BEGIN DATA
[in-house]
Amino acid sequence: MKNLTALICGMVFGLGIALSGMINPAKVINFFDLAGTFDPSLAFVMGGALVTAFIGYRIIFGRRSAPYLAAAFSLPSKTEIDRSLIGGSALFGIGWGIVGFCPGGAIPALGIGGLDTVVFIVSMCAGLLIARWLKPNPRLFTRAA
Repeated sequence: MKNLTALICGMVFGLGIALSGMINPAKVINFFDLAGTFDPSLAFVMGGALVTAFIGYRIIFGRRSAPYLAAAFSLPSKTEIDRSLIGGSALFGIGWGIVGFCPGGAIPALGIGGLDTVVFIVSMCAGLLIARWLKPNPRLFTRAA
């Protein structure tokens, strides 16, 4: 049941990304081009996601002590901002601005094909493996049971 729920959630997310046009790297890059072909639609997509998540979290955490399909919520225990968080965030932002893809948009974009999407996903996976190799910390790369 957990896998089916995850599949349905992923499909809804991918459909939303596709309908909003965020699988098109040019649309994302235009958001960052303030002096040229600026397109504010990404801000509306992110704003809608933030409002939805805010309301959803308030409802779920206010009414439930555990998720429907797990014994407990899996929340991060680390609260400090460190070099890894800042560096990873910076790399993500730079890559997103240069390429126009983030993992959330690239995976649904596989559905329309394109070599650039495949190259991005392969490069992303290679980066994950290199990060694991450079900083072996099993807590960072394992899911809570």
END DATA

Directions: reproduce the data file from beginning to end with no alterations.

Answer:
[in-house]
Amino acid sequence: MKNLTALICGMVFGLGIALSGMINPAKVINFFDLAGTFDPSLAFVMGGALVTAFIGYRIIFGRRSAPYLAAAFSLPSKTEIDRSLIGGSALFGIGWGIVGFCPGGAIPALGIGGLDTVVFIVSMCAGLLIARWLKPNPRLFTRAA
Repeated sequence: MKNLTALICGMVFGLGIALSGMINPAKVINFFDLAGTFDPSLAFVMGGALVTAFIGYRIIFGRRSAPYLAAAFSLPSKTEIDRSLIGGSALFGIGWGIVGFCPGGAIPALGIGGLDTVVFIVSMCAGLLIARWLKPNPRLFTRAA
């Protein structure tokens, strides 16, 4: 049941990304081009996601002590901002601005094909493996049971 729920959630997310046009790297890059072909639609997509998540979290955490399909919520225990968080965030932002893809948009974009999407996903996976190799910390790369 957990896998089916995850599949349905992923499909809804991918459909939303596709309908909003965020699988098109040019649309994302235009958001960052303030002096040229600026397109504010990404801000509306992110704003809608933030409002939805805010309301959803308030409802779920206010009414439930555990998720429907797990014994407990899996929340991060680390609260400090460190070099890894800042560096990873910076790399993500730079890559997103240069390429126009983030993992959330690239995976649904596989559905329309394109070599650039495949190259991005392969490069992303290679980066994950290199990060694991450079900083072996099993807590960072394992899911809570």